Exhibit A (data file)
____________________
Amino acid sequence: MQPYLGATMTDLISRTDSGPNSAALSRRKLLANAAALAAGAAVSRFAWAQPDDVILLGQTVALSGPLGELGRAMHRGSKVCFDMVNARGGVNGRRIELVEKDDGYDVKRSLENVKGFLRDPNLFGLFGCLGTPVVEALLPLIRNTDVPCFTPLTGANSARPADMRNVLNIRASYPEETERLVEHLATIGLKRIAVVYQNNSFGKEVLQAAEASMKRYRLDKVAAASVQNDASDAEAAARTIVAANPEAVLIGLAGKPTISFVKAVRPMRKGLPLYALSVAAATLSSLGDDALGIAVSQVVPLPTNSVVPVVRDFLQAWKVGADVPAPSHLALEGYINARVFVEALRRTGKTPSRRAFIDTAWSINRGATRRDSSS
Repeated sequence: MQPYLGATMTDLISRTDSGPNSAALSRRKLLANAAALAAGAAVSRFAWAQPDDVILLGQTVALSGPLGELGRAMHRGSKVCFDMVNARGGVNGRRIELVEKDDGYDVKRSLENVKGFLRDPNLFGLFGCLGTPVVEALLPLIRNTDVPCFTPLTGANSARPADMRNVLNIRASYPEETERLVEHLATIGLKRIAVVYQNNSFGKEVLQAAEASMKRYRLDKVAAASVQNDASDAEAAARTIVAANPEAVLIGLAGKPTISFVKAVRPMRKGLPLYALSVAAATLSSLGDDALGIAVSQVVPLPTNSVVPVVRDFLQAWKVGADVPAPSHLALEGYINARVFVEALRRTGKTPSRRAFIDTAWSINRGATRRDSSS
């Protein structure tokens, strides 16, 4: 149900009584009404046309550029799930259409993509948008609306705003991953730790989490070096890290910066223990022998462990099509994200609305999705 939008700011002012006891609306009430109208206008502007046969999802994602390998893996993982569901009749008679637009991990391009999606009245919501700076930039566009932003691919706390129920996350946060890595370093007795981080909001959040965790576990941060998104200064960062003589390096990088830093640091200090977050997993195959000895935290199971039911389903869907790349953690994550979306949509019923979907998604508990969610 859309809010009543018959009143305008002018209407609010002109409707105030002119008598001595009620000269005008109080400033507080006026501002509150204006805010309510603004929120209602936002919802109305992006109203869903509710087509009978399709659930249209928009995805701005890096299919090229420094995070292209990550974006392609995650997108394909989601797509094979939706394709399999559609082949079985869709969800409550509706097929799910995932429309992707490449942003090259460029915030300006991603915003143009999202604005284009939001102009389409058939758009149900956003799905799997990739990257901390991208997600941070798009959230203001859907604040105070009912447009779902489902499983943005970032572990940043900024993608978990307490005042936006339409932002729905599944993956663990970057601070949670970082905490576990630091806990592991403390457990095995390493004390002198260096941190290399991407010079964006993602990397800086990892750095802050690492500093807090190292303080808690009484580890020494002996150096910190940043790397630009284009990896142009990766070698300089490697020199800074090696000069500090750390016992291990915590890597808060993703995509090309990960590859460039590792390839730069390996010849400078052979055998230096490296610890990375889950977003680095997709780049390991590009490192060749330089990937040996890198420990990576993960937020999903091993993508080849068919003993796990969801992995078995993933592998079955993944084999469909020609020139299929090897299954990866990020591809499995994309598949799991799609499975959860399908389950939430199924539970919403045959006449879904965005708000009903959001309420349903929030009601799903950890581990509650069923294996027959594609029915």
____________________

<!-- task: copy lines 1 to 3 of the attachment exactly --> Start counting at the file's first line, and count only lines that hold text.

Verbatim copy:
Amino acid sequence: MQPYLGATMTDLISRTDSGPNSAALSRRKLLANAAALAAGAAVSRFAWAQPDDVILLGQTVALSGPLGELGRAMHRGSKVCFDMVNARGGVNGRRIELVEKDDGYDVKRSLENVKGFLRDPNLFGLFGCLGTPVVEALLPLIRNTDVPCFTPLTGANSARPADMRNVLNIRASYPEETERLVEHLATIGLKRIAVVYQNNSFGKEVLQAAEASMKRYRLDKVAAASVQNDASDAEAAARTIVAANPEAVLIGLAGKPTISFVKAVRPMRKGLPLYALSVAAATLSSLGDDALGIAVSQVVPLPTNSVVPVVRDFLQAWKVGADVPAPSHLALEGYINARVFVEALRRTGKTPSRRAFIDTAWSINRGATRRDSSS
Repeated sequence: MQPYLGATMTDLISRTDSGPNSAALSRRKLLANAAALAAGAAVSRFAWAQPDDVILLGQTVALSGPLGELGRAMHRGSKVCFDMVNARGGVNGRRIELVEKDDGYDVKRSLENVKGFLRDPNLFGLFGCLGTPVVEALLPLIRNTDVPCFTPLTGANSARPADMRNVLNIRASYPEETERLVEHLATIGLKRIAVVYQNNSFGKEVLQAAEASMKRYRLDKVAAASVQNDASDAEAAARTIVAANPEAVLIGLAGKPTISFVKAVRPMRKGLPLYALSVAAATLSSLGDDALGIAVSQVVPLPTNSVVPVVRDFLQAWKVGADVPAPSHLALEGYINARVFVEALRRTGKTPSRRAFIDTAWSINRGATRRDSSS
């Protein structure tokens, strides 16, 4: 149900009584009404046309550029799930259409993509948008609306705003991953730790989490070096890290910066223990022998462990099509994200609305999705 939008700011002012006891609306009430109208206008502007046969999802994602390998893996993982569901009749008679637009991990391009999606009245919501700076930039566009932003691919706390129920996350946060890595370093007795981080909001959040965790576990941060998104200064960062003589390096990088830093640091200090977050997993195959000895935290199971039911389903869907790349953690994550979306949509019923979907998604508990969610 859309809010009543018959009143305008002018209407609010002109409707105030002119008598001595009620000269005008109080400033507080006026501002509150204006805010309510603004929120209602936002919802109305992006109203869903509710087509009978399709659930249209928009995805701005890096299919090229420094995070292209990550974006392609995650997108394909989601797509094979939706394709399999559609082949079985869709969800409550509706097929799910995932429309992707490449942003090259460029915030300006991603915003143009999202604005284009939001102009389409058939758009149900956003799905799997990739990257901390991208997600941070798009959230203001859907604040105070009912447009779902489902499983943005970032572990940043900024993608978990307490005042936006339409932002729905599944993956663990970057601070949670970082905490576990630091806990592991403390457990095995390493004390002198260096941190290399991407010079964006993602990397800086990892750095802050690492500093807090190292303080808690009484580890020494002996150096910190940043790397630009284009990896142009990766070698300089490697020199800074090696000069500090750390016992291990915590890597808060993703995509090309990960590859460039590792390839730069390996010849400078052979055998230096490296610890990375889950977003680095997709780049390991590009490192060749330089990937040996890198420990990576993960937020999903091993993508080849068919003993796990969801992995078995993933592998079955993944084999469909020609020139299929090897299954990866990020591809499995994309598949799991799609499975959860399908389950939430199924539970919403045959006449879904965005708000009903959001309420349903929030009601799903950890581990509650069923294996027959594609029915």